ICCT Says BMW Exaggerates Fuel Efficiency The Most, Toyota Least.
Car Makers Hide Behind E.U. Rules; Media Keeps Quiet.
“Some lazy/corrupt media operatives drive around for free in their press fleet test cars handing them back when they are close to empty”
BMW of Germany is the most shameless manufacturer when it comes to fuel consumption claims, exaggerating by an average 30 per cent the miles per gallon drivers of its cars can expect to get. Relatively virtuous Toyota of Japan is the most honest, “only” inflating its economy claims by an average of 15 per cent.
That is according to a report by the International Council on Clean Transportation (ICCT) and comments by Brussels-based lobby group Transport & Environment (T&E).
If you’re wondering how and why this happens, it’s because car makers hide behind E.U regulations to show their vehicles in the best possible light regardless of real world driving conditions. On the test bed, they turn off the heating, air conditioning, satnav and radio and make sure there’s no traffic and no hills and use a computer to simulate journeys. No lardo passengers allowed, only a notional driver weighing as much as a refugee from an African famine.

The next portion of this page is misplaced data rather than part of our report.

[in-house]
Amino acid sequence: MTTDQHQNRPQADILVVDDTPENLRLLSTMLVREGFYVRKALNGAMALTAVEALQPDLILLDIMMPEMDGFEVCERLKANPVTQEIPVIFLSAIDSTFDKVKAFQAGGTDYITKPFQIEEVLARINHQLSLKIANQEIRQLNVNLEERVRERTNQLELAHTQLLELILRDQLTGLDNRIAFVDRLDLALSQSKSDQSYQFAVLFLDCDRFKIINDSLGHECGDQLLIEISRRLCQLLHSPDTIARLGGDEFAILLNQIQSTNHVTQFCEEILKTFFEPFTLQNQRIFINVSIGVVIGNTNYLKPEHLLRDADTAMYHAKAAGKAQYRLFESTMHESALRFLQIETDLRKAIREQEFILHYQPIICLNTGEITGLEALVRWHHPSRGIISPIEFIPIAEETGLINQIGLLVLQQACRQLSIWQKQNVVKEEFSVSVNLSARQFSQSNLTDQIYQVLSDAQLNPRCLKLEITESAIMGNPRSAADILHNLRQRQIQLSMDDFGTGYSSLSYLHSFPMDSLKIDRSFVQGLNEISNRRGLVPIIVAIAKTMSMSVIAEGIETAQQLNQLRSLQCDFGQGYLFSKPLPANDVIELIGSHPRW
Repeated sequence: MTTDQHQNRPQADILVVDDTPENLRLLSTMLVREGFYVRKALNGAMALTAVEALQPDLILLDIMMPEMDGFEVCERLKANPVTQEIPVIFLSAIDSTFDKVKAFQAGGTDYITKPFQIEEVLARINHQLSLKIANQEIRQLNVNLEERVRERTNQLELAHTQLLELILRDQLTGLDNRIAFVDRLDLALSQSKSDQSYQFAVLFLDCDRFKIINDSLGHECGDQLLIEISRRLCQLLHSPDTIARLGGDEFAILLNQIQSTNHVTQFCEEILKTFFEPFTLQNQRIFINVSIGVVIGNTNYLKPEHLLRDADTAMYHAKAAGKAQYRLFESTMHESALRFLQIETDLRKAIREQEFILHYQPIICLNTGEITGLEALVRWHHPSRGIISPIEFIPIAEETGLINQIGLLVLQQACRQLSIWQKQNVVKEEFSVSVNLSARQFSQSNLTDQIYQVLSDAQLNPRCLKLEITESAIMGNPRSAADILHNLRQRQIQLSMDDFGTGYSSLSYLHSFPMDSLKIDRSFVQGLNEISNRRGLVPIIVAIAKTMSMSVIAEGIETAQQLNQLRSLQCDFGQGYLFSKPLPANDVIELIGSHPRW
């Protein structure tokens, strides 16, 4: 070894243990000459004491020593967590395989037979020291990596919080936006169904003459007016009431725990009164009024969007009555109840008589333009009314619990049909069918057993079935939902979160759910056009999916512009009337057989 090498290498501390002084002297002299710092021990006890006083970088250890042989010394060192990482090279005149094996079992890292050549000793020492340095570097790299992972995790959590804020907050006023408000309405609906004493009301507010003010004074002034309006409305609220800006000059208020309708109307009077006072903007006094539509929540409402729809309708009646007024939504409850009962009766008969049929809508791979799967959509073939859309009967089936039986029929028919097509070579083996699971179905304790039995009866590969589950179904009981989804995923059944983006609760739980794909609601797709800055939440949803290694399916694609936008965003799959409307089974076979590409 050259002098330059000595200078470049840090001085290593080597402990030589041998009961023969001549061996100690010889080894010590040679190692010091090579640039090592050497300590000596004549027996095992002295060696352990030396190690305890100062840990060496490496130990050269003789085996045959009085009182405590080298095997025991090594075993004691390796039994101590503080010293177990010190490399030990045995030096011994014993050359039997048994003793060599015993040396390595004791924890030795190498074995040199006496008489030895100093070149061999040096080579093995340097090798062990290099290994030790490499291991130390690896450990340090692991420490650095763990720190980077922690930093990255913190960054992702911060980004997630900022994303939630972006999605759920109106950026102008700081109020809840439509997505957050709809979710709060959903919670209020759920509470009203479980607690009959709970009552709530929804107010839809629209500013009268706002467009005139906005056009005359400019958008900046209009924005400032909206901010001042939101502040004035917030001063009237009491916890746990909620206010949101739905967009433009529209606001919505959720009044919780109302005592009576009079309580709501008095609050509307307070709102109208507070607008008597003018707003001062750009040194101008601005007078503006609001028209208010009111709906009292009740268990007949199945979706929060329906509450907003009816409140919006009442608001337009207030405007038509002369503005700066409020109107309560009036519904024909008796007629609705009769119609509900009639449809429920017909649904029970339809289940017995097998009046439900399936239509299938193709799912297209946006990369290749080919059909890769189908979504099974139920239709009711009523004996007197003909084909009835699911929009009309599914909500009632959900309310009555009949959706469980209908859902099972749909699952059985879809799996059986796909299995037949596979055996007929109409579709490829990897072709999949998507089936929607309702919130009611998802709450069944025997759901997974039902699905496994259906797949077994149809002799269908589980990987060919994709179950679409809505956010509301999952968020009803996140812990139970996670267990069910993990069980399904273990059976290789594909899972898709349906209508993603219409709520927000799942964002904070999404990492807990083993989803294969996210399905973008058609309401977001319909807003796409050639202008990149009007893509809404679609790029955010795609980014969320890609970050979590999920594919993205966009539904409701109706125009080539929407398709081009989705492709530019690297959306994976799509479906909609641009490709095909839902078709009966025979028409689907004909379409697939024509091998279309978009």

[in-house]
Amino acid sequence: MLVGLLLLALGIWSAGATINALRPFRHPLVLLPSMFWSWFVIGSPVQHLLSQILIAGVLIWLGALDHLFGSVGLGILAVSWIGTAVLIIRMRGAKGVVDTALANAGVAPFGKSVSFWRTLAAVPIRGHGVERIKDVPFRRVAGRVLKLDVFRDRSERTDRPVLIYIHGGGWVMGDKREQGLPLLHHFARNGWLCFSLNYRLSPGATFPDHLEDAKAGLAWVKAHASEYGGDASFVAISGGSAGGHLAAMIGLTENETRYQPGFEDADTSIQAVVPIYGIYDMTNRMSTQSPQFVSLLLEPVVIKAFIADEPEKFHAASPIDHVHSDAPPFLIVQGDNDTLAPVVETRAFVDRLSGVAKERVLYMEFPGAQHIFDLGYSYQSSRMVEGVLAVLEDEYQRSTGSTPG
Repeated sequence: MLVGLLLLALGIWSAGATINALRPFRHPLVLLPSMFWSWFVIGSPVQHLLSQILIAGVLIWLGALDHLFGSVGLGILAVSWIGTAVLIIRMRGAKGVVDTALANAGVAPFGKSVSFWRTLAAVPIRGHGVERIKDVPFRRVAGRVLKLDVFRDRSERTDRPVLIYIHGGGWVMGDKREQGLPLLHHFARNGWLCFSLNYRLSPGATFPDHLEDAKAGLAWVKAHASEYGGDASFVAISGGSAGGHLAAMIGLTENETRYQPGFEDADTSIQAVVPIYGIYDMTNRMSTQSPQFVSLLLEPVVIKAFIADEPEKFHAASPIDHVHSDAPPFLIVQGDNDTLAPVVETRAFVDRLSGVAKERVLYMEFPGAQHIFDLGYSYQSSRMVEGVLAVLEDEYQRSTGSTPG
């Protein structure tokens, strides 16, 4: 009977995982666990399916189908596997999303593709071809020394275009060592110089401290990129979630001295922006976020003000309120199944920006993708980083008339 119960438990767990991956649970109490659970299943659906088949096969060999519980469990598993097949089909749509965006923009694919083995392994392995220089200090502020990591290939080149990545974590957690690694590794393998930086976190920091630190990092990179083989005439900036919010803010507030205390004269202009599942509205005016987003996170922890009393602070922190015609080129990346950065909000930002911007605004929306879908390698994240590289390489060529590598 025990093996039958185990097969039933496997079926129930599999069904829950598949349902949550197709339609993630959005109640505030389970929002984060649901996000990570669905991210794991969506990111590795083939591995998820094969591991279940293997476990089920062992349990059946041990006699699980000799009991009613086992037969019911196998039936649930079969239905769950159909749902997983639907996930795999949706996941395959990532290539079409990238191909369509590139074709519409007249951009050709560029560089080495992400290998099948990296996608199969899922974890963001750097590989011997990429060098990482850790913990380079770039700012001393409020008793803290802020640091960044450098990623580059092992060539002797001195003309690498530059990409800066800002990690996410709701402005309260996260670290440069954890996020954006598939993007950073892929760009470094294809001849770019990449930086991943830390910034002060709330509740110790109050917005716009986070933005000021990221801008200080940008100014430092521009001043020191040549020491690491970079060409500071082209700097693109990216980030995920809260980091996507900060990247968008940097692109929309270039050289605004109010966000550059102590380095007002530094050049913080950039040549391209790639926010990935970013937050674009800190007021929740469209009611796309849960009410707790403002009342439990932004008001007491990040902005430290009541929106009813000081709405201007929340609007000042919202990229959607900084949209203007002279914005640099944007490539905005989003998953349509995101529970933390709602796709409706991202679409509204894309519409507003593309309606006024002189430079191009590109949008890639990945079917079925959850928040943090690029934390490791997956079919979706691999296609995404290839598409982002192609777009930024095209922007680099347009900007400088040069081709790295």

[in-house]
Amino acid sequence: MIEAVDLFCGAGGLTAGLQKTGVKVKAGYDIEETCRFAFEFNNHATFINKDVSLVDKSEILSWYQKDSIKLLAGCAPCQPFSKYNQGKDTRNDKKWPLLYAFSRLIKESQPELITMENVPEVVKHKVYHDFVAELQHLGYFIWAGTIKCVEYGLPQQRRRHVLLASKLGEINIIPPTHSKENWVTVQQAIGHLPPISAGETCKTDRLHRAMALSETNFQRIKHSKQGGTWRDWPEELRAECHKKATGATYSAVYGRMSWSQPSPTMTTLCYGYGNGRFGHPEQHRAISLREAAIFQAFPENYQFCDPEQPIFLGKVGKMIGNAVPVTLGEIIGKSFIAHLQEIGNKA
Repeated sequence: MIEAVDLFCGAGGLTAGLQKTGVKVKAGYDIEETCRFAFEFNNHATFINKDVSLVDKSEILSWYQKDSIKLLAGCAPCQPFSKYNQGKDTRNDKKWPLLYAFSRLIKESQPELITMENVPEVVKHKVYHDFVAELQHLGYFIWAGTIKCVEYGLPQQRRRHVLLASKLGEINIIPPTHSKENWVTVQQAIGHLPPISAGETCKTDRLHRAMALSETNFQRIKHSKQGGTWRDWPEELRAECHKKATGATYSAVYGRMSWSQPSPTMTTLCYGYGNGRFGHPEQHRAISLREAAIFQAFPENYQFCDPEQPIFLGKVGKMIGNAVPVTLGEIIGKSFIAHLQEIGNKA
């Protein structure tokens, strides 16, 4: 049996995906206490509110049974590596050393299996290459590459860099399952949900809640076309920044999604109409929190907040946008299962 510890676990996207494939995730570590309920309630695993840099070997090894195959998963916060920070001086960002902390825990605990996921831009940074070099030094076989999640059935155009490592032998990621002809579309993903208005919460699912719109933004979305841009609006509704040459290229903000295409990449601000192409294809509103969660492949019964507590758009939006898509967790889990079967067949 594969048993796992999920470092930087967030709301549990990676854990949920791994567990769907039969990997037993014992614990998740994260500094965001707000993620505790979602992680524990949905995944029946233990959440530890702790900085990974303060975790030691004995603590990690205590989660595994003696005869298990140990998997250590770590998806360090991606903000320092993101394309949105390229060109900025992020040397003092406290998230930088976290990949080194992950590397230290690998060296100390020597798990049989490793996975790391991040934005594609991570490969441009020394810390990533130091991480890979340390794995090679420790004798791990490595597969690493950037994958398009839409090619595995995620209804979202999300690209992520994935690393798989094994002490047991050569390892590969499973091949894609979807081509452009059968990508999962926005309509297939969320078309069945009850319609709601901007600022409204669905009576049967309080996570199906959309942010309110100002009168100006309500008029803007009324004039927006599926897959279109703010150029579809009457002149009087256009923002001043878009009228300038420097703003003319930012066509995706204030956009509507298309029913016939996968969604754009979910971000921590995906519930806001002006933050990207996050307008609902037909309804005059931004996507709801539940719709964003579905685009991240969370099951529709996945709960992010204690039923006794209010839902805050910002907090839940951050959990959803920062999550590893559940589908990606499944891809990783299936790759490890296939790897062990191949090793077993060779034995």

“But that isn’t fair and gives you no useful information,” protesters cry.
Hang on, say the car manufacturers, this will show you exactly and precisely how each car model compares with the other. True, but useless, but not for the manufacturers who are happy for these “figures” to be used to bamboozle car buyers, and by the taxman to calculate individuals’ tax liabilities for their company cars. You would think that the tax authorities must have been asleep at the switch to allow this to happen.
Car makers are allowed to get away with this because of some at best lazy and at worst corrupt media operatives drive around for free in their press fleet test cars, handing them back when they are close to empty and rarely testing the fuel consumption claims via their own pockets. They meekly recite the statistics offered by the manufacturers to their readers without question, or if they are feeling really aggressive, quote the onboard computer’s fuel consumption readouts. And of course these are calibrated to make the manufacturer look good.
Last month in Paris, Brussels-based lobby group Transport & Environment’s (T&E) Greg Archer described BMW as the “Lance Armstrong of manufacturers.” For those who’ve been on Mars for a few years, (presumably manufacturers like Skoda who sponsor the Tour) Lance Armstrong won serial Tour de France cycle races while using drugs, and effectively covered up his ingestion of illegal substances which boosted his performance. BMW replied to this devastating insult by saying it complied fully with all government regulations in the countries in which it operates.